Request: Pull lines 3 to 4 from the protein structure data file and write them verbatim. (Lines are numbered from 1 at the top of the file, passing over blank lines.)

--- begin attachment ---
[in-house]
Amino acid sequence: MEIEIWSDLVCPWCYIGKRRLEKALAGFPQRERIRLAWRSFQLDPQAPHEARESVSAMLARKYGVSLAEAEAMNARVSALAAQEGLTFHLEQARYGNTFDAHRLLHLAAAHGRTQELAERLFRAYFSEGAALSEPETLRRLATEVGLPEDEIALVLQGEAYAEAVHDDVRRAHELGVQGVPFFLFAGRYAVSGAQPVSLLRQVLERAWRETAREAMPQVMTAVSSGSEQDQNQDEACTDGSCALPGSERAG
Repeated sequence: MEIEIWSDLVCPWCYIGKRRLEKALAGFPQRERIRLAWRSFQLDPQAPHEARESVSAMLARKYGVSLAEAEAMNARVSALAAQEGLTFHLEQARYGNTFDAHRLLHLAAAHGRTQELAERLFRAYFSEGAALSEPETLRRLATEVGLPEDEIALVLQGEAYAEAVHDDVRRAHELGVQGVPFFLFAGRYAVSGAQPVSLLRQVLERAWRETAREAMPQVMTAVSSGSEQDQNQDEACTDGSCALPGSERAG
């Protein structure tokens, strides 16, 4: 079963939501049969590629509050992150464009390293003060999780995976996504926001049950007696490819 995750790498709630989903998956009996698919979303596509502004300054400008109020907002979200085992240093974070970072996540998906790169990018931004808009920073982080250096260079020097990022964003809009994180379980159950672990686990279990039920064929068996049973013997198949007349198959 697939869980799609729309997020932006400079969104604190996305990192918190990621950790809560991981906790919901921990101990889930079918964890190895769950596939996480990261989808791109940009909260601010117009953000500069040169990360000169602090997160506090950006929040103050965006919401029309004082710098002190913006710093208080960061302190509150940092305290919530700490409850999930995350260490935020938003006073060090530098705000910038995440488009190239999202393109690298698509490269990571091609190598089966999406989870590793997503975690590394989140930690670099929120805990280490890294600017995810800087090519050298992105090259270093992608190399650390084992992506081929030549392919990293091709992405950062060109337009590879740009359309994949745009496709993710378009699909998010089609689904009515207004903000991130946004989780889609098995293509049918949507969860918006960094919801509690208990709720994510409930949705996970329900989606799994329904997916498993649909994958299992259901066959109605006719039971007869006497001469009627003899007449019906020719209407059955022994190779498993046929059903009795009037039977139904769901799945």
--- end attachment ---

Repeated sequence: MEIEIWSDLVCPWCYIGKRRLEKALAGFPQRERIRLAWRSFQLDPQAPHEARESVSAMLARKYGVSLAEAEAMNARVSALAAQEGLTFHLEQARYGNTFDAHRLLHLAAAHGRTQELAERLFRAYFSEGAALSEPETLRRLATEVGLPEDEIALVLQGEAYAEAVHDDVRRAHELGVQGVPFFLFAGRYAVSGAQPVSLLRQVLERAWRETAREAMPQVMTAVSSGSEQDQNQDEACTDGSCALPGSERAG
């Protein structure tokens, strides 16, 4: 079963939501049969590629509050992150464009390293003060999780995976996504926001049950007696490819 995750790498709630989903998956009996698919979303596509502004300054400008109020907002979200085992240093974070970072996540998906790169990018931004808009920073982080250096260079020097990022964003809009994180379980159950672990686990279990039920064929068996049973013997198949007349198959 697939869980799609729309997020932006400079969104604190996305990192918190990621950790809560991981906790919901921990101990889930079918964890190895769950596939996480990261989808791109940009909260601010117009953000500069040169990360000169602090997160506090950006929040103050965006919401029309004082710098002190913006710093208080960061302190509150940092305290919530700490409850999930995350260490935020938003006073060090530098705000910038995440488009190239999202393109690298698509490269990571091609190598089966999406989870590793997503975690590394989140930690670099929120805990280490890294600017995810800087090519050298992105090259270093992608190399650390084992992506081929030549392919990293091709992405950062060109337009590879740009359309994949745009496709993710378009699909998010089609689904009515207004903000991130946004989780889609098995293509049918949507969860918006960094919801509690208990709720994510409930949705996970329900989606799994329904997916498993649909994958299992259901066959109605006719039971007869006497001469009627003899007449019906020719209407059955022994190779498993046929059903009795009037039977139904769901799945």